cSPCs Are Activated in Response to Cardiac Injury
Since cSPCs are progenitor cells that reside in the heart and have multi-lineage differentiation potential, it is important to determine whether these cells become activated in response to injury. In the murine cryoinjury model of cardiac injury, there was a 3-fold increase in the percentage of cSPCs 3 days after injury. Over the following 2 weeks, the percentage of cSPCs declined but did not return to baseline levels. None of the cSPCs expressed CD45, suggesting that the increase in the percentage of cSPCs was due to proliferation of residential cSPCs and not the result of infiltration of circulating cells that adopt the side population phenotype (Martin et al., 2008). In the more clinically relevant model of experimental myocardial infarction (MI), ligation of the left anterior descending coronary artery led to an acute drop in the number of cSPCs in both the infarct and remote regions of the heart 1 day after injury. Over the next 7 days, the numbers of cSPCs gradually increased back to the number in the sham-operated hearts. The restoration of the numbers of cSPCs after MI was primarily the result of proliferation of residential cSPCs with a small contribution from the bone marrow (Mouquet et al., 2005).
Activation of cSPCs in response to cardiac injury was confirmed in human cardiac tissues. Since Abcg2 is also expressed by endothelial cells in the human heart, cSPCs were identified as Abcg2+CD31− cells using immunohistochemical staining (Meissner et al., 2006; Emmert et al., 2013). With this method of identifying cSPCs, the study found an increase in Abcg2+CD31− cells in both atria and ventricles of ischemic myocardial samples compared to non-ischemic myocardial samples from patients with other forms of cardiovascular diseases like idiopathic dilated cardiomyopathy or valvular heart disease (Emmert et al., 2013). These findings suggest that myocardial ischemia in the human heart creates a unique environment that enhances the proliferation of cSPCs, similar to cryoinjury in the mouse. Another study demonstrated that therapeutic intervention could also affect the percentage of cSPCs in the human heart. This study utilized Abcg2 staining to identify cSPCs in the setting of chronic heart failure. The number of Abcg2+ cells increased in hearts from the time that left ventricular assist devices (LVADs) were implanted to the time the LVADs were removed at the time of cardiac transplantation (Wohlschlaeger et al., 2012). Taken together, these findings indicate that cSPCs in the human heart are responsive to cardiac injury and therapeutic intervention.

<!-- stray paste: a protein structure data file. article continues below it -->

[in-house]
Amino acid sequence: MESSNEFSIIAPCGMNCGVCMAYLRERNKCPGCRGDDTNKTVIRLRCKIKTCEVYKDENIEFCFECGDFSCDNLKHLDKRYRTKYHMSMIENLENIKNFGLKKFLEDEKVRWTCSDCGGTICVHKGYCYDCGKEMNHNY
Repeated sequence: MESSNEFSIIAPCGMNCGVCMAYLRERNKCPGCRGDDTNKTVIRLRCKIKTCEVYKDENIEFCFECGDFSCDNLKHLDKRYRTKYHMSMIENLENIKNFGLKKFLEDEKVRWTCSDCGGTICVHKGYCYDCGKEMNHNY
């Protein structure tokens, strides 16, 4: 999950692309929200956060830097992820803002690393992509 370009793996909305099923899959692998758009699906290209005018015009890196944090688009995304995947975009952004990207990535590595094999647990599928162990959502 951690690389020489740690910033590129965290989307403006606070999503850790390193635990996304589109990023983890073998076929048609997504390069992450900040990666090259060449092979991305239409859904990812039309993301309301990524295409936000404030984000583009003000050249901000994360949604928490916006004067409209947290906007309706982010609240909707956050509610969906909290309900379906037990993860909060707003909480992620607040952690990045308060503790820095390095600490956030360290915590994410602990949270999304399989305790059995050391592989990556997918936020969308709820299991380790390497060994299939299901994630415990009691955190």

To study the in vivo response of cSPCs to cardiac injury, an Abgc2-driven, tamoxifen-inducible, lineage-tracing mouse model was used to trace cSPCs in vivo after ischemic cardiac injury. In theory, this model would allow the proliferation and differentiation of cSPCs to be identified in vivo without using their ex vivo phenotype. Unfortunately, initial experiments demonstrated limited labeling efficiency, with only 2% of bone marrow side population cells and differentiated blood lineages derived from bone marrow side population cells labeled (Fatima et al., 2012). More importantly, labeling of cSPCs was not determined (Fatima et al., 2012; Maher et al., 2014; Doyle et al., 2016). Since Abcg2 is the sole regulator of the side population phenotype in bone marrow side population cells and not in cSPCs, it is difficult to imagine that there was robust labeling of cSPCs. Despite these limitations, this model was used to determine the in vivo role of cSPCs to cardiac renewal and regeneration. In the embryonic heart, Abcg2-lineage traced cells gave rise to cardiomyocytes, endothelial cells, and vascular smooth muscle cells. After birth, there was a rapid decline in the number of lineage-traced cardiomyocytes, but the number of lineage-traced endothelial cells remained the same. One-month after ischemia-reperfusion injury, no lineage-traced cardiomyocytes were observed. These findings suggest that cSPCs contribute cardiomyocytes to the embryonic heart but not to the postnatal heart. However, with the limited labeling of bone marrow side population cells and without knowing the labeling efficiency of cSPCs, it is impossible to conclusively determine the in vivo regenerative potential of cSPCs from these studies.
Specific Factors Associated with Cardiovascular Disease Regulate cSPC Activation